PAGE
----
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Let's change the "I" in RFI from information to interaction

Shutterstock image (by Pressmaster):  drafting a construction plan. 

In a typical Request for Information, a government agency is testing the waters to see what solutions are out there to help solve a problem or better deliver on mission. While the RFI process allows for the exchange of basic criteria and capabilities, it often lacks the critical component that can help both government and industry determine whether a solution is the right fit – and that component is interaction.

To really get a sense of a person or a team, you need interaction. You must ask questions, understand their perspective and get to the heart of what the issue is. A 15-minute back-and-forth with a prospective client reveals much more than an exchange of paper.

More interaction is possible. Here are' three ways more interaction can drive a clearer understanding of objectives and outcomes, create more clarity on what the government will get from industry and, more importantly, get goals achieved.

Ditch the paper for prototypes

It is more exciting and interesting work (for us and our people) to develop functional prototypes or multi-stage contracts or use incentive prize tools and challenges. Prototypes have long been considered effective tools as they help to reveal insights into ideas and concepts, and also highlight problems to be solved.

Wouldn't it be more fun to approach our work that way instead of through a 500-page document? Greater use of demo-driven procurement approaches -- such as awarding contracts for prototypes that then are evaluated in a "bakeoff" to identify the best solution -- not only reduces risk, but increases the value delivered to the government. Through these different approaches, we in industry can respond differently to your RFPs, engage with you to bring more innovation and, in turn, value.

Through the prototype evaluation process, you can also see how the different teams think and approach a problem and if there is chemistry between your team and theirs. How your team works with the contract team can be more important than the results of the prototype.

This idea of prototyping is not just about the acquisition process. Prototyping can, and should, be used throughout a project's lifecycle so you can see how the project is progressing. Through prototypes, industry can demonstrate the ability to work over the long haul.

Let's talk. I mean really talk.

One way to create more valuable interaction and understanding of the goals and challenges of a particular project would be through industry learning sessions. We are not referring to the traditional industry day, but rather a session that pre-dates an RFI. An RFI does not simply communicate the landscape of the environment – what the challenges are today, where they see them going in the future, how human capital factors in, etc. Through a discussion session, the agency team and industry participants can hone in on what the objectives really are and what impediments may be in the way.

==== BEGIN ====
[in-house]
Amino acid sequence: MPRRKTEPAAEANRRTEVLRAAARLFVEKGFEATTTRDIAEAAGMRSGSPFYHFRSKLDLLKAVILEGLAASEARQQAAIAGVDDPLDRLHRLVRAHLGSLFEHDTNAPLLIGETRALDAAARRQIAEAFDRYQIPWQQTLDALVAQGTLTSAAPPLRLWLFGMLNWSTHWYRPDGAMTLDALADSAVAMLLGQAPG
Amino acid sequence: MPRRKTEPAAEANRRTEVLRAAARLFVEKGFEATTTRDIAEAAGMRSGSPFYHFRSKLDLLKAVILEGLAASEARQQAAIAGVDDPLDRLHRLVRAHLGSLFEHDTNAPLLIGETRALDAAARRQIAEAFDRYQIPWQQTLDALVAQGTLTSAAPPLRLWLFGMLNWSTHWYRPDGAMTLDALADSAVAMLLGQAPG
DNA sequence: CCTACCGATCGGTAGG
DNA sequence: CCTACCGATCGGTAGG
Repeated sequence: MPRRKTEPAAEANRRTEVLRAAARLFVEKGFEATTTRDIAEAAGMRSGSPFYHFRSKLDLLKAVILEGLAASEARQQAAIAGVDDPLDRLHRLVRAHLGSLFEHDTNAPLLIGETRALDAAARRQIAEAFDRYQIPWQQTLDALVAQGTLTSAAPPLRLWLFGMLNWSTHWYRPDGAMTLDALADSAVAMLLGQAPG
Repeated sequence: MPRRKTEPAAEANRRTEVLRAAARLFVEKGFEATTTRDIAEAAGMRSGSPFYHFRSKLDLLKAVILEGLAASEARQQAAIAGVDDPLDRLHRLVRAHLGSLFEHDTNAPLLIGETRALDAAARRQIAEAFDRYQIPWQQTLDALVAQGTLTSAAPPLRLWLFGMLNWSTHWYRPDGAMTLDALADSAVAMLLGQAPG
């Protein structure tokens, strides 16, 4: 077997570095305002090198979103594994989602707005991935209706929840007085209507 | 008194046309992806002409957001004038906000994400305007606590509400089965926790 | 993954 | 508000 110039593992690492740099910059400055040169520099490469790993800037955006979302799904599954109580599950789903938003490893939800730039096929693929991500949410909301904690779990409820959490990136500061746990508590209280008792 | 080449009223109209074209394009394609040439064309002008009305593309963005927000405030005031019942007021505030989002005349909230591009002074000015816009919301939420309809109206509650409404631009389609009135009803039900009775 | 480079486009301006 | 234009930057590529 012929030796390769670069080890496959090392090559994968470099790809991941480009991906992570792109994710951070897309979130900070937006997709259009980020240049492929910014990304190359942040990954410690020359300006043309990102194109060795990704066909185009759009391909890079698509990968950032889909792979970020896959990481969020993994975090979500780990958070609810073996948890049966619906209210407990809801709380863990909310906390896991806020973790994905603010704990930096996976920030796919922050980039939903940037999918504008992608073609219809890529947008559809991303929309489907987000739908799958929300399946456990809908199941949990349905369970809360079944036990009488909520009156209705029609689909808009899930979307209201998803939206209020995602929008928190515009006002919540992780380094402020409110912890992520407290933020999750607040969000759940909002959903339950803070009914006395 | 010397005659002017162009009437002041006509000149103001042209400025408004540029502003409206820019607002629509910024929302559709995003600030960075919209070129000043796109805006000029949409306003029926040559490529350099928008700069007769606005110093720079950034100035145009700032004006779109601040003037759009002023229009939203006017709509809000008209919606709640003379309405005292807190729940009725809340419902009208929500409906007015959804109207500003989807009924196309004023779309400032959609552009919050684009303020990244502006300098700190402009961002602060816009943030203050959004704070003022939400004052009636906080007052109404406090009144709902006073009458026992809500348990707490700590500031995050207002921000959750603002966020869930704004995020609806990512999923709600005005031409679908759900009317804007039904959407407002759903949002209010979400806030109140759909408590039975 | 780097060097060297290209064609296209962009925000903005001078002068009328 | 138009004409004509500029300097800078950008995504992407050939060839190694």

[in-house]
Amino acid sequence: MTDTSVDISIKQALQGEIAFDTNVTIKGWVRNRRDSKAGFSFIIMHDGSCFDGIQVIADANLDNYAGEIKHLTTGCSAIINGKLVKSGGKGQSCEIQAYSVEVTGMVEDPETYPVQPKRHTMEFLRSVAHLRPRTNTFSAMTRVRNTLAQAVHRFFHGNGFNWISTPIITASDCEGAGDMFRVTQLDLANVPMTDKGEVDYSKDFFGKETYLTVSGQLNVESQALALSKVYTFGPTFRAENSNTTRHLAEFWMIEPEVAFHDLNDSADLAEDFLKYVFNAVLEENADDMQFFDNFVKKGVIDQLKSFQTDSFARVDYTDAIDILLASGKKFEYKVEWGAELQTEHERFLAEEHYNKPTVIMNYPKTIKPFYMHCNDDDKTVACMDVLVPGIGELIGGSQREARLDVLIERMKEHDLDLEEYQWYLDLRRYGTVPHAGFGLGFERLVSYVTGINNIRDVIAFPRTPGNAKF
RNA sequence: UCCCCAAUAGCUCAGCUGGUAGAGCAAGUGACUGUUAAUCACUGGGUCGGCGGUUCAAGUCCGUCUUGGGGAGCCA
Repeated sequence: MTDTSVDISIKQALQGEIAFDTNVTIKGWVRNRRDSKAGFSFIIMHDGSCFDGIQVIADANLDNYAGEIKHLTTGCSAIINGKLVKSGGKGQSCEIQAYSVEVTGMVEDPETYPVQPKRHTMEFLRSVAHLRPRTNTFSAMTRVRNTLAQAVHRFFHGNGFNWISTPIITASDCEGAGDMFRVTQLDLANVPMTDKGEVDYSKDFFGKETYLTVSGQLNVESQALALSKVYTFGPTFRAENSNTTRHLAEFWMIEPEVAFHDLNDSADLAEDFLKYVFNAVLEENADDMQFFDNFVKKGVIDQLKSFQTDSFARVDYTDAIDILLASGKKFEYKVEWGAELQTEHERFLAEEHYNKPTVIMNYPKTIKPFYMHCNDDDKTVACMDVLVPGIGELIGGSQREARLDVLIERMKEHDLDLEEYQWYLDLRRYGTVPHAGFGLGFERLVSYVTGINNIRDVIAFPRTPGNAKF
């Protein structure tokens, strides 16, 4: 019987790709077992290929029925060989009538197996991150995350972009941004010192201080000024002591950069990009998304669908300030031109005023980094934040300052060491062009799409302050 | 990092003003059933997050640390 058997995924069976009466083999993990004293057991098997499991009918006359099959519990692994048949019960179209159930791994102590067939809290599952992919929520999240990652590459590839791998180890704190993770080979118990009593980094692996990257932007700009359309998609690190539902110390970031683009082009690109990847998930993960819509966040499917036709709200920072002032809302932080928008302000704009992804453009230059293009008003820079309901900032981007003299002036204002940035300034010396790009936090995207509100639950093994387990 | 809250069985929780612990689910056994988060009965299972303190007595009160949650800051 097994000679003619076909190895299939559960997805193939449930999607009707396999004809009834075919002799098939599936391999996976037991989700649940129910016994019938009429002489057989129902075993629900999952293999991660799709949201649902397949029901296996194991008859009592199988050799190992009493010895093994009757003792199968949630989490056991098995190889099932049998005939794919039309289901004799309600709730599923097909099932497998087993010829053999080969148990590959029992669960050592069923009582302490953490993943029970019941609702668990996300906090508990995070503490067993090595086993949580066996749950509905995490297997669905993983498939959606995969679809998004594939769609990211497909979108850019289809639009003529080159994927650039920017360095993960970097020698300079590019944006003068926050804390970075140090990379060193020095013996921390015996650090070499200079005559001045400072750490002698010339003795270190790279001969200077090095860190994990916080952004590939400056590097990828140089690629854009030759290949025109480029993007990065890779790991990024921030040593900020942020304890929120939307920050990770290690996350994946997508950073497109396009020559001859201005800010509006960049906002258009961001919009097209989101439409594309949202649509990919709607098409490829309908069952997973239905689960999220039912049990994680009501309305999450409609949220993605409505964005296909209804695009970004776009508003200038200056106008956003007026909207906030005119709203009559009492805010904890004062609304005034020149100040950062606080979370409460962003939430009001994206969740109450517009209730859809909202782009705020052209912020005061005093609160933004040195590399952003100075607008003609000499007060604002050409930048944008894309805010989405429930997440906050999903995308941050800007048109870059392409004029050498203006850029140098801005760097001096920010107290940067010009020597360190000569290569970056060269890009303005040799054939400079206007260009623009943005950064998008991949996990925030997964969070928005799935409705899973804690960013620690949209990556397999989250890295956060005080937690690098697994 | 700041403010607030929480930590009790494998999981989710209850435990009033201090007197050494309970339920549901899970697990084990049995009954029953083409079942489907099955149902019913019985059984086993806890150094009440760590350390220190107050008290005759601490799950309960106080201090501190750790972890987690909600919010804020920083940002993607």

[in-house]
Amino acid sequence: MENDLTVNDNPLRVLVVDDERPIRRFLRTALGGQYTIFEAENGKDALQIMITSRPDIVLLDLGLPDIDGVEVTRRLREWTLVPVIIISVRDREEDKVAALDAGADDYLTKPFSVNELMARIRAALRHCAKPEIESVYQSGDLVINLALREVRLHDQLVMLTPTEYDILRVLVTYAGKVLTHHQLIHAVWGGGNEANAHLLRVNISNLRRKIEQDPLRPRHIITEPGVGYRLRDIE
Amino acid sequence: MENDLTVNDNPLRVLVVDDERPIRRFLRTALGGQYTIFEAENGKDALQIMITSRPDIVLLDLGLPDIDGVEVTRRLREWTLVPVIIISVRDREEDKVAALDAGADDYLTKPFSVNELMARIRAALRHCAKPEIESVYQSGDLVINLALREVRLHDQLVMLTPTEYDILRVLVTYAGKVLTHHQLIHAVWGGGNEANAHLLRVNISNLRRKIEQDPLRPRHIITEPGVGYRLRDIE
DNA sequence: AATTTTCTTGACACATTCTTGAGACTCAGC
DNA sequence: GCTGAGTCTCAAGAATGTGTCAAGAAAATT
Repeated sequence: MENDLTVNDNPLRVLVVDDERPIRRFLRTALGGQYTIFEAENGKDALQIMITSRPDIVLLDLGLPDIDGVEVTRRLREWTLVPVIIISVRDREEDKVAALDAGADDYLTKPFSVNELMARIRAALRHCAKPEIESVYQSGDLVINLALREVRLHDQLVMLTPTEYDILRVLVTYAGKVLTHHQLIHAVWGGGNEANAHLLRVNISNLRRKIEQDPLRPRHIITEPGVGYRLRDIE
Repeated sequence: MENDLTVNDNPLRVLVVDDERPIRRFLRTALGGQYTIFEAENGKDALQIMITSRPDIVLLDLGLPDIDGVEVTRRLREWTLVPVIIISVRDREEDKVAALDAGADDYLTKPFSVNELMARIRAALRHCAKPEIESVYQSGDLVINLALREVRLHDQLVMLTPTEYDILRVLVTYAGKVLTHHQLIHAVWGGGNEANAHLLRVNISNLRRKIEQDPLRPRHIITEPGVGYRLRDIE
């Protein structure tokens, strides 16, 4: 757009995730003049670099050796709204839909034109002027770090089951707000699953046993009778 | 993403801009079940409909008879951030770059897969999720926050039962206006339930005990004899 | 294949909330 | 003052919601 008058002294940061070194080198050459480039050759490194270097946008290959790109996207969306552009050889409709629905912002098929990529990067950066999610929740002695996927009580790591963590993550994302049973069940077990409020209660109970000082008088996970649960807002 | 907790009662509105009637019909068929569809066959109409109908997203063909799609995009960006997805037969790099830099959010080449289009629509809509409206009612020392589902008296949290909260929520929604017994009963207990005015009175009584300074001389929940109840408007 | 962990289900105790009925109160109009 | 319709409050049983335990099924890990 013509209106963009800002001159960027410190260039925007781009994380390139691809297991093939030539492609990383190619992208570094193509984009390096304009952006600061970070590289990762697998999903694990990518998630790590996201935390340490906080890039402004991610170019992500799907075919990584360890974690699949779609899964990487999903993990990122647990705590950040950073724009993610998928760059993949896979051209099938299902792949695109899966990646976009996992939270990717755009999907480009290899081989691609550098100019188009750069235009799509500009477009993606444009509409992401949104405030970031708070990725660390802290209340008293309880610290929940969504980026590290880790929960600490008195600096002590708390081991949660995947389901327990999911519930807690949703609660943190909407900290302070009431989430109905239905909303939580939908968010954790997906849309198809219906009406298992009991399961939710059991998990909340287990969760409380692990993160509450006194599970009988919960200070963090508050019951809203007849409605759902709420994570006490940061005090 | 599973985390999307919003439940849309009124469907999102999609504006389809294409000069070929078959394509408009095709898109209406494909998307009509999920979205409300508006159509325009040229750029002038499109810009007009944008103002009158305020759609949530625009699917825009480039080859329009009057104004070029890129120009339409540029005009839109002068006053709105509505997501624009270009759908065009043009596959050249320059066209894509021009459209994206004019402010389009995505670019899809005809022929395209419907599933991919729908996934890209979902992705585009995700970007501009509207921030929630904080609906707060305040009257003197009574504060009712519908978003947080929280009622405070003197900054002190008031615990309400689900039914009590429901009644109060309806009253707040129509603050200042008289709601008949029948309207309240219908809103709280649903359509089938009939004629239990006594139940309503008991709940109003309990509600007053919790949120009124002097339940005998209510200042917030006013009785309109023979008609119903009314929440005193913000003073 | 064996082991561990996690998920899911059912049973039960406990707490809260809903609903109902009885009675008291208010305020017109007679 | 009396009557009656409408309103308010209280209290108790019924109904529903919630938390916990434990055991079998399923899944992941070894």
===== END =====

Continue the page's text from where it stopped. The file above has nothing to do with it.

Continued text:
Industry can ask questions and understand what the agency is really looking for before responding to a formal proposal. Maybe these discussions would lead to some industry participants deciding it was a not a good fit for their capabilities and doesn't respond to the formal RFP – a decision that would save everyone time in the process. Or maybe these discussions would prompt the government teams to more clearly distill their objectives. Perhaps the discussion could lead to a provider coming up with an idea they want to test.

The possibilities of what a meaningful discussion could lead to are significant. A great deal of good could come from just having these conversations before the formal process is underway. So let's figure out a way to do it.

Challenge us. Seriously, we're up for it

One interesting new trend we've seen in how agencies are buying digital support is through code challenges. Agencies provide sample problem sets to solve. This type of challenge allows industry to show our stuff and engage our teams in creative problem solving while showing government what capabilities and skills of a prospective digital team really are. 

Some government agencies are doing the same type of challenge with open data sets. Agencies ask prospective service providers to build a product within a set period of time. This model allows the government to crowdsource innovation and enables agencies to see who can deliver versus who can just write a good proposal.

Challenge.gov has a whole host of ways government is trying to bring innovative solutions into government. This same type of approach could be used more often within the traditional industry community.

These prototypes, discussions and challenges are ways that government and industry can date each other. Too often, we instead engage in these "blind marriages." We don't really know each other, we are not sure we really understand each other, but we've got this contract so here we go. The more we can do before, during and after the contract to see what the chemistry, capabilities, objectives really are, the better government projects will be.

About the Authors

Dan Helfrich is a principal with Deloitte Consulting LLP and leads the Federal Government Services practice.

Kymm McCabe is a technology principal at Deloitte Digital.

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